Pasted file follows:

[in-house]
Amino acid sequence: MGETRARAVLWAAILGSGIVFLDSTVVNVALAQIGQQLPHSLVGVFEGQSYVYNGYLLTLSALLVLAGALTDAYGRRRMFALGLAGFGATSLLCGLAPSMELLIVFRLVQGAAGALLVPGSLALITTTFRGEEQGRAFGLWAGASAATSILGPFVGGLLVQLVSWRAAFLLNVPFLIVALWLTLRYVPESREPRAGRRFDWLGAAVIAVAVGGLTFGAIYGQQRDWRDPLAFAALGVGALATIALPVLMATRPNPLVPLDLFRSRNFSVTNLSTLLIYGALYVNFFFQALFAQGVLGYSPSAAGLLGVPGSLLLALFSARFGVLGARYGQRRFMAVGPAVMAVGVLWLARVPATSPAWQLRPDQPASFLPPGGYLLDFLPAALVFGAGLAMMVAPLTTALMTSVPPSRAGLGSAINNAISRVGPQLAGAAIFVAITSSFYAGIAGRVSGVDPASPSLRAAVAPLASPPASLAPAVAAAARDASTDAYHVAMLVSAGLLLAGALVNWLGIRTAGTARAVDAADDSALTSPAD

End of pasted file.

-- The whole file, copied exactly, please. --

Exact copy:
[in-house]
Amino acid sequence: MGETRARAVLWAAILGSGIVFLDSTVVNVALAQIGQQLPHSLVGVFEGQSYVYNGYLLTLSALLVLAGALTDAYGRRRMFALGLAGFGATSLLCGLAPSMELLIVFRLVQGAAGALLVPGSLALITTTFRGEEQGRAFGLWAGASAATSILGPFVGGLLVQLVSWRAAFLLNVPFLIVALWLTLRYVPESREPRAGRRFDWLGAAVIAVAVGGLTFGAIYGQQRDWRDPLAFAALGVGALATIALPVLMATRPNPLVPLDLFRSRNFSVTNLSTLLIYGALYVNFFFQALFAQGVLGYSPSAAGLLGVPGSLLLALFSARFGVLGARYGQRRFMAVGPAVMAVGVLWLARVPATSPAWQLRPDQPASFLPPGGYLLDFLPAALVFGAGLAMMVAPLTTALMTSVPPSRAGLGSAINNAISRVGPQLAGAAIFVAITSSFYAGIAGRVSGVDPASPSLRAAVAPLASPPASLAPAVAAAARDASTDAYHVAMLVSAGLLLAGALVNWLGIRTAGTARAVDAADDSALTSPAD